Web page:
The heartwarming sight of orphaned elephants playfully rolling in the mud, cuddling with their human caretakers, and seeking solace from their newfound family is genuinely captivating.
The David Sheldrick Wildlife Trust (DSWT) has been tirelessly working since 2001 to rescue and rehabilitate 101 orphaned elephants who lost their families to poaching, human-wildlife conflict, or habitat destruction.
The British-based charity Orphans’ Project has been instrumental in rescuing these elephants from remote parts of Kenya and working to reintegrate them back into the wild.
These adorable young elephants are just some of the 101 animals which have been rescued from remote parts of Kenya by the David Sheldrick Wildlife Trust since 2001.
Each has been rescued from ivory poachers, human conflict, or habitat destruction and has been taken into care at the trust’s elephant orphanage in Nairobi.
Rob Brandford, the director of DSWT, emphasizes the resilience of these elephants, stating, “Each orphan has their own tragic rescue story, but their struggle for survival and zest for life is infectious.”
Ivory poaching remains a significant threat to Africa’s elephant population. In the past year alone, the number of elephants rescued by the trust has increased by a staggering 500 percent.
Once rescued, these orphaned elephants are transported to the DSWT’s sanctuary in Nairobi National Park, Kenya’s haven for orphaned elephants.
Here, they receive round-the-clock care from dedicated human-elephant caretakers before reintegrating into the wild at one of DSWT’s three reintegration centers in the Greater Tsavo Conservation Area.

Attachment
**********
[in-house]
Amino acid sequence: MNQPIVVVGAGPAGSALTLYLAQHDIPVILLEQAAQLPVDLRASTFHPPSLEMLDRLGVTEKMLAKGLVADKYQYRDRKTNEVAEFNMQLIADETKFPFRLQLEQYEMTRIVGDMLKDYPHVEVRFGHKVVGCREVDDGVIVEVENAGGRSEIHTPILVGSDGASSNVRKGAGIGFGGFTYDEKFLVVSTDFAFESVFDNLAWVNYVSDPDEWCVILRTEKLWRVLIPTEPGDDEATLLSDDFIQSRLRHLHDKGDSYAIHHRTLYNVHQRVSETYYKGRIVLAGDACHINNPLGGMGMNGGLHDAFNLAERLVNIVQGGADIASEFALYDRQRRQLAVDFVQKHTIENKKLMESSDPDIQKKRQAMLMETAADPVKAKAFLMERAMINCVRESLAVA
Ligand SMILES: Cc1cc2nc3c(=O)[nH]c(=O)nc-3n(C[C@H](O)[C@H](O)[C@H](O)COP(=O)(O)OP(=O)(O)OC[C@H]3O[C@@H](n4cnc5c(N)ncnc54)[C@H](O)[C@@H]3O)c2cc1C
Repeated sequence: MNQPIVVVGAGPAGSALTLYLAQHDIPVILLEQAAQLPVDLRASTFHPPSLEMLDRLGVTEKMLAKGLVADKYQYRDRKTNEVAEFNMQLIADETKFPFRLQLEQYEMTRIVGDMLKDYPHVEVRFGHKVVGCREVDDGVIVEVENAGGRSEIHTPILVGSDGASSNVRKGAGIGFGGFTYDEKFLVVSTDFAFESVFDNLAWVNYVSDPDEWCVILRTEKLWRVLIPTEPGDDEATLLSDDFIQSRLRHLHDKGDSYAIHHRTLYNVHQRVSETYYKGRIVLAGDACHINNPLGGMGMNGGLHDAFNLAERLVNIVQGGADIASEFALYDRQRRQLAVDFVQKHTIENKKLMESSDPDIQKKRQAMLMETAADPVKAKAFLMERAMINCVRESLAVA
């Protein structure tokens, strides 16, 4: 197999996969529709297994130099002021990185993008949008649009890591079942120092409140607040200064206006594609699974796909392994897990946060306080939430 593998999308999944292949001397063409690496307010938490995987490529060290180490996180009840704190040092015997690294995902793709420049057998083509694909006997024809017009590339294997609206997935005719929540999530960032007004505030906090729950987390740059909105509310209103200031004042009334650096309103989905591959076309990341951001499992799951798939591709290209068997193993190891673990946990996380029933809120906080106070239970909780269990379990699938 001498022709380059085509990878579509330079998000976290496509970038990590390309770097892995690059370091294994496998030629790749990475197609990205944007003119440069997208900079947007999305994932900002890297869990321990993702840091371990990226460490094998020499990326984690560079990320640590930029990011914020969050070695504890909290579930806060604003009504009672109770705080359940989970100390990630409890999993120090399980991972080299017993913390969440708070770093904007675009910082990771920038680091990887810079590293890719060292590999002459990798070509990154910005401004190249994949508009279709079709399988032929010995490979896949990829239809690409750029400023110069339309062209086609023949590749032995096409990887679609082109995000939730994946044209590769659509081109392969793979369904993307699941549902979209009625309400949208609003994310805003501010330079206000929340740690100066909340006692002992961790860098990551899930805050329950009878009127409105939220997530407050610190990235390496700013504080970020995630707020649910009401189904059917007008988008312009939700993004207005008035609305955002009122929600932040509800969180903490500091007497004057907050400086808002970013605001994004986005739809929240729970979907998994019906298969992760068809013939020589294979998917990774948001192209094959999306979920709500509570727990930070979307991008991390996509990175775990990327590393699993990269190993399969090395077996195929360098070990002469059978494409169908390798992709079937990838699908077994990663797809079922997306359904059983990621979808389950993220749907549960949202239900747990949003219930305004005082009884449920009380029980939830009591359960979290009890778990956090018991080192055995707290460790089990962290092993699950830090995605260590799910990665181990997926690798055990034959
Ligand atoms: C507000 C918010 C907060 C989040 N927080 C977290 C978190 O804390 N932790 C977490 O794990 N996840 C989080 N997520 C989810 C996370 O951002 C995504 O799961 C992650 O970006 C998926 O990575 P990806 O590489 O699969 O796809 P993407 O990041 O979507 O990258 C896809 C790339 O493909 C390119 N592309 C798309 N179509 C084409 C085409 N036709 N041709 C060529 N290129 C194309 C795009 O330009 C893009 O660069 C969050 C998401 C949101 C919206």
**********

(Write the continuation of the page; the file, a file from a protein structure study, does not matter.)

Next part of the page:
Workers at the charity, which was founded in Britain and had headquarters in Nairobi, now care for the young elephants – helping them recover from injury and torture. Source: DSWT
The young elephants enjoy being part of the ‘orphan’ family, and workers ensure they are integrated with both animals of their kind and humans before they are released. Source: DSWT
Rob Brandford, David Sheldrick Wildlife Trust director, said: ‘Each orphan has their own tragic rescue story, but their struggle of survival and zest for life is infectious.’ Source: DSWT
Two poignant examples of rescued elephants include Mbegu, a seven-week-old calf who survived a brutal revenge attack, and Barsilinga, whose mother was shot by poachers.
One of the youngest orphans to be rescued is Mbegu – a seven-week-old baby elephant who was saved after being pelted with stones and spears in a revenge attack. Source: DSWT
In the last year alone, ivory poaching has resulted in a 500 percent increase in the number of elephants rescued by the David Sheldrick Wildlife Trust. Source: DSWT
Both are now thriving under the care of the DSWT, demonstrating the incredible impact this organization has on the lives of these majestic creatures.
The young elephants are cared for at the orphanage and taught how to feed, share, love, and care for each other before being carefully reintegrated back into the wild. Source: DSWT
Once rescued from danger or conflict, infants are flown or driven to the charity’s orphanage in Nairobi National Park, which is Kenya’s safe haven for orphaned elephants. Source: DSWT
The young elephants are ultimately reintegrated back into the wild at one of the trust’s three reintegration centers in the Greater Tsavo Conservation Area when grown. Source: DSWT
A rescue team based at the trust’s Nairobi Headquarters is regularly called into action to help rescue injured elephants, and most are taken into care at the orphanage. Source: DSWT
Mr Brandford said: ‘Each of the 101 elephants rescued has been orphaned, but they have been afforded a new herd in the form of our unusual human-elephant family.’ Source: DSWT